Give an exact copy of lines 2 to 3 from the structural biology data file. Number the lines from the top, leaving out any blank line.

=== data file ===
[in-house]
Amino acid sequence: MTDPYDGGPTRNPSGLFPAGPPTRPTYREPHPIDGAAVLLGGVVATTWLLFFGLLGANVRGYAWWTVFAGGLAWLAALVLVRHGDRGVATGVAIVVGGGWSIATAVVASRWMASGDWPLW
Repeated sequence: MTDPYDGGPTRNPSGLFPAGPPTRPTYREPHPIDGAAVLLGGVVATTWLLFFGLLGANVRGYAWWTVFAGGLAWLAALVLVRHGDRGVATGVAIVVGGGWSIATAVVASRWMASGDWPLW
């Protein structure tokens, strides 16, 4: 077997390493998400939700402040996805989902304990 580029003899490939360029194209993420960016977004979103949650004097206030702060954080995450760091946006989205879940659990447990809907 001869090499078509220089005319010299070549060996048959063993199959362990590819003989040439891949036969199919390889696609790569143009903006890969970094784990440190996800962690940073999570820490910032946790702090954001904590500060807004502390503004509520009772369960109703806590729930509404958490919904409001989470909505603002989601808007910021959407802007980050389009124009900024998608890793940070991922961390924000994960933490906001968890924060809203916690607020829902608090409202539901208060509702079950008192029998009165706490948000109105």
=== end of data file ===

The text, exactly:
Amino acid sequence: MTDPYDGGPTRNPSGLFPAGPPTRPTYREPHPIDGAAVLLGGVVATTWLLFFGLLGANVRGYAWWTVFAGGLAWLAALVLVRHGDRGVATGVAIVVGGGWSIATAVVASRWMASGDWPLW
Repeated sequence: MTDPYDGGPTRNPSGLFPAGPPTRPTYREPHPIDGAAVLLGGVVATTWLLFFGLLGANVRGYAWWTVFAGGLAWLAALVLVRHGDRGVATGVAIVVGGGWSIATAVVASRWMASGDWPLW